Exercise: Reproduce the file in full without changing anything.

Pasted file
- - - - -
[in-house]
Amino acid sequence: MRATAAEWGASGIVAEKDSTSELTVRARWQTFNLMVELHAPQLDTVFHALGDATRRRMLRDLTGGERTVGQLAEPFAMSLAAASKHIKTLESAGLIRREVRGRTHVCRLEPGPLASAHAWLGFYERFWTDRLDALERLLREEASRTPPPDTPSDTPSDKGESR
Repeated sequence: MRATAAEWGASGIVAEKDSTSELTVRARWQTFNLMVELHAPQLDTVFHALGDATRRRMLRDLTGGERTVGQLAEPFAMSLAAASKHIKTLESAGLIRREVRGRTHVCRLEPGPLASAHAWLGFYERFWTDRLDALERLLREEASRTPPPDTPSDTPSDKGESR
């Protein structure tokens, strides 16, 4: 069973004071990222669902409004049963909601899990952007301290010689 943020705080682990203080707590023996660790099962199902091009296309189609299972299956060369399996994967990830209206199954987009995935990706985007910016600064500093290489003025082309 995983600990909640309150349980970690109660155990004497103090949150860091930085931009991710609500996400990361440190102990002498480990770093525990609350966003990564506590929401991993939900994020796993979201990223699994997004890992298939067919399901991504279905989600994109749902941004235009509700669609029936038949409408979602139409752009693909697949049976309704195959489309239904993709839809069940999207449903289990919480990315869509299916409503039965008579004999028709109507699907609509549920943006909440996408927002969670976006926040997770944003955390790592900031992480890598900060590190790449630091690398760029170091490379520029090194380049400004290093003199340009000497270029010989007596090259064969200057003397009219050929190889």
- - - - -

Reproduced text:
[in-house]
Amino acid sequence: MRATAAEWGASGIVAEKDSTSELTVRARWQTFNLMVELHAPQLDTVFHALGDATRRRMLRDLTGGERTVGQLAEPFAMSLAAASKHIKTLESAGLIRREVRGRTHVCRLEPGPLASAHAWLGFYERFWTDRLDALERLLREEASRTPPPDTPSDTPSDKGESR
Repeated sequence: MRATAAEWGASGIVAEKDSTSELTVRARWQTFNLMVELHAPQLDTVFHALGDATRRRMLRDLTGGERTVGQLAEPFAMSLAAASKHIKTLESAGLIRREVRGRTHVCRLEPGPLASAHAWLGFYERFWTDRLDALERLLREEASRTPPPDTPSDTPSDKGESR
């Protein structure tokens, strides 16, 4: 069973004071990222669902409004049963909601899990952007301290010689 943020705080682990203080707590023996660790099962199902091009296309189609299972299956060369399996994967990830209206199954987009995935990706985007910016600064500093290489003025082309 995983600990909640309150349980970690109660155990004497103090949150860091930085931009991710609500996400990361440190102990002498480990770093525990609350966003990564506590929401991993939900994020796993979201990223699994997004890992298939067919399901991504279905989600994109749902941004235009509700669609029936038949409408979602139409752009693909697949049976309704195959489309239904993709839809069940999207449903289990919480990315869509299916409503039965008579004999028709109507699907609509549920943006909440996408927002969670976006926040997770944003955390790592900031992480890598900060590190790449630091690398760029170091490379520029090194380049400004290093003199340009000497270029010989007596090259064969200057003397009219050929190889």